"Procession" sets the tone right away with its layered synthesizers before Stephen Morris' famously spare drumming kicks things into gear. The first words are "There is no end to this," which is how winter can feel at this time of the year. The music's vibe reminds me of driving the back roads of Nebraska during a snowstorm, the flakes like the notes swirling about reflecting light and beauty. But like trying to drive in the snow on a rural road, there's a note of danger beneath it all. One wrong move and things can go off of the road and into the ditch. I must admit I have careened off of the road this time of year a few times in my life, both metaphorically and literally. 

In the midst of our second COVID winter my fight is gone. Instead of worrying I am just trying to embrace the things that give me comfort. This song is one of them. 

Thursday, January 6, 2022

Fear is the Mind Killer (A 1/6 Reflection)

I didn't get a chance to watch many movies in 2021, but one of them was Dune. I thought it was a great adaptation, and a timely one. As the famous line from the book goes, "fear is the mind-killer." By the time I saw the film in the fall, several months after January 6, it hit hard. 

In the immediate aftermath of the attack it seemed like the growth of fascism in America could no longer be denied. Here an armed mob, complete with Nazi gear and Confederate flags, tried to overthrow a democratic election with the assistance of the sitting president and several members of his party. Even after the smoke cleared a majority of House Republicans voted against certifying the election. Despite this, a lot of people who had stayed aloof finally took a side. Twitter banned Trump, for example. MLB players refused to have the All-Star Game in Georgia, which was restricting the right to vote.

This spirit did not last long. By springtime the media, centrists, and a lot of squishy liberals decided it was time to just get back to "normal." The Republicans who had openly declared their support for a coup went back to being treated as just regular politicians. In the minds of most voters the Republicans returned to being, in their minds, a center-right opposition party, not a vehicle for an extremist movement. Never mind that on the state level they were banning the teaching of the country's actual history and destroying reproduction rights. They even did well in the off year election, picking up a governor's seat in Virginia. It was as if nothing had happened.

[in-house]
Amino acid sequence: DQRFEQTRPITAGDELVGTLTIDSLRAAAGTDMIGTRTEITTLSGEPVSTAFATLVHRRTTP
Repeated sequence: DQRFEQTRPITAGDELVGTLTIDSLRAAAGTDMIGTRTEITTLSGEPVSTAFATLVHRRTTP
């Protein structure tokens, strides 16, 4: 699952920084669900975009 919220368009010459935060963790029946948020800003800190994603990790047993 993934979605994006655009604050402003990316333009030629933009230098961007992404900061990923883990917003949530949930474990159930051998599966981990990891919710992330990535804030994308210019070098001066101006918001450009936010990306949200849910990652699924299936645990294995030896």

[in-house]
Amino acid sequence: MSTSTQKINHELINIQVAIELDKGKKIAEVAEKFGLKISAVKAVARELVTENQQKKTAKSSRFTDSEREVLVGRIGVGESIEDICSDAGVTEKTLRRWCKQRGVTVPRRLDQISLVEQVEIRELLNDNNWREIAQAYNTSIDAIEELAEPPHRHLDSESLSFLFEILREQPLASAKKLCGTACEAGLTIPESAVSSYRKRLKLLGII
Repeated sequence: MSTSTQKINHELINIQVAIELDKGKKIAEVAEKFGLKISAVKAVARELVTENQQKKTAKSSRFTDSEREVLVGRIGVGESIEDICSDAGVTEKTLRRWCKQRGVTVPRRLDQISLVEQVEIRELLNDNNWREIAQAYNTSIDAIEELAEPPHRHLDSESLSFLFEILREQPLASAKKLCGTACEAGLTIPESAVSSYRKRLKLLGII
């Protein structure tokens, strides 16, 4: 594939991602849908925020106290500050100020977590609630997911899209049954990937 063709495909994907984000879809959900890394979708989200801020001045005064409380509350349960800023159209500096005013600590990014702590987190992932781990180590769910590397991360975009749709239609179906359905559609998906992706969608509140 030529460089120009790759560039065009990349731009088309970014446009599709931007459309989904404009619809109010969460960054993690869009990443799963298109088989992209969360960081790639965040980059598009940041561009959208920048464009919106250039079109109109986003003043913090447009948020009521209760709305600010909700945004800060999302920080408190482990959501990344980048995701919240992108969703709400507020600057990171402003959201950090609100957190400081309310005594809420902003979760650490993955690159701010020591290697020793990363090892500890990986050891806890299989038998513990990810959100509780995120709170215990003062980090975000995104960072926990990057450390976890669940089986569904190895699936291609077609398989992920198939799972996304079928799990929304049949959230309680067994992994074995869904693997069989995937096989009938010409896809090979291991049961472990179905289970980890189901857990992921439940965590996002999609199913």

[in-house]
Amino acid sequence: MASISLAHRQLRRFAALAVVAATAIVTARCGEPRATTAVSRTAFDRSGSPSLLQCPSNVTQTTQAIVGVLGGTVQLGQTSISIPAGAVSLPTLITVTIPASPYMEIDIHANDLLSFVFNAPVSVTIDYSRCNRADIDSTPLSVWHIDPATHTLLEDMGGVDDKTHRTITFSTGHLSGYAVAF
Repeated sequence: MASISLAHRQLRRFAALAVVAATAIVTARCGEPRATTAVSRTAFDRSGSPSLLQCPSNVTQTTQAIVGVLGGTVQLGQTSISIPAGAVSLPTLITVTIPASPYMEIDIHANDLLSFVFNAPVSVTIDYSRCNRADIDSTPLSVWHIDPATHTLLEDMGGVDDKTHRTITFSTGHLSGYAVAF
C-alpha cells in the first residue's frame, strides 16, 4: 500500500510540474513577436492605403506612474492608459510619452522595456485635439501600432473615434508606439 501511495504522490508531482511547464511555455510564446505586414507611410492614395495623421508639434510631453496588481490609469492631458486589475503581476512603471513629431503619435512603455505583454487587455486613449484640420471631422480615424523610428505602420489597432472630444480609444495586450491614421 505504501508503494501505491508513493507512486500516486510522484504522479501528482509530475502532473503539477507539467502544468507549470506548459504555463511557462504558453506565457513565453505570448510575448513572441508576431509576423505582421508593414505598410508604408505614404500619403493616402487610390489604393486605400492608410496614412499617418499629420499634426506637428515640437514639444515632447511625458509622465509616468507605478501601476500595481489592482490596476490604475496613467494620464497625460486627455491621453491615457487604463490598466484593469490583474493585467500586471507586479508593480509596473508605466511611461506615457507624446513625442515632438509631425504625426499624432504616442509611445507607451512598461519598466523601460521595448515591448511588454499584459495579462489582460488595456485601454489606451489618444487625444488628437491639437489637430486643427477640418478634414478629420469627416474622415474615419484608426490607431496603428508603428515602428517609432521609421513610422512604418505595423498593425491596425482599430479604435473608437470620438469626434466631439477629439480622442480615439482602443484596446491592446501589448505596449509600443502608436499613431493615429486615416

In the meantime Congress failed to pass voting rights legislation, aided and abetted by Sinema and Manchin, supposed Democrats. Seeing democracy being threatened and the ostensible opponents of the wreckers refusing to do anything about it certainly raised my fear levels. At that point the voices of doom from the left resounded on Twitter, everyone trying to prove how smart they were by saying fascism was inevitable. Confused and fearful, the people who should be fighting the fascists have been in hiding.

Fear is indeed the mind killer.

It's time to start shaking this paralyzing fear. A year ago today on 1/6, before the mob stormed the Capitol, Warnock and Ossoff were confirmed as the winners in Georgia. That only happened because of the grassroots efforts to get out the vote and democratically alter what looked to be a set "red state" reality. That's the spirit I want to remember today. 

Bullies know they get the upper hand once their victims are afraid of them. At that point the bully gets to do whatever the hell they want. What ultimately breaks this dynamic is the victim showing that they won't put up with this shit anymore. I am sick and tired of the doom and defeatism. Nothing good comes from it. I will be damned if my children grow up in a fascist future. This 1/6 I am recommitting myself to fighting the fight, to not shy away from conflict but to relish it, and above all to not be afraid. There's no guaranteed victory, but nothing in life is guaranteed, especially if you give up.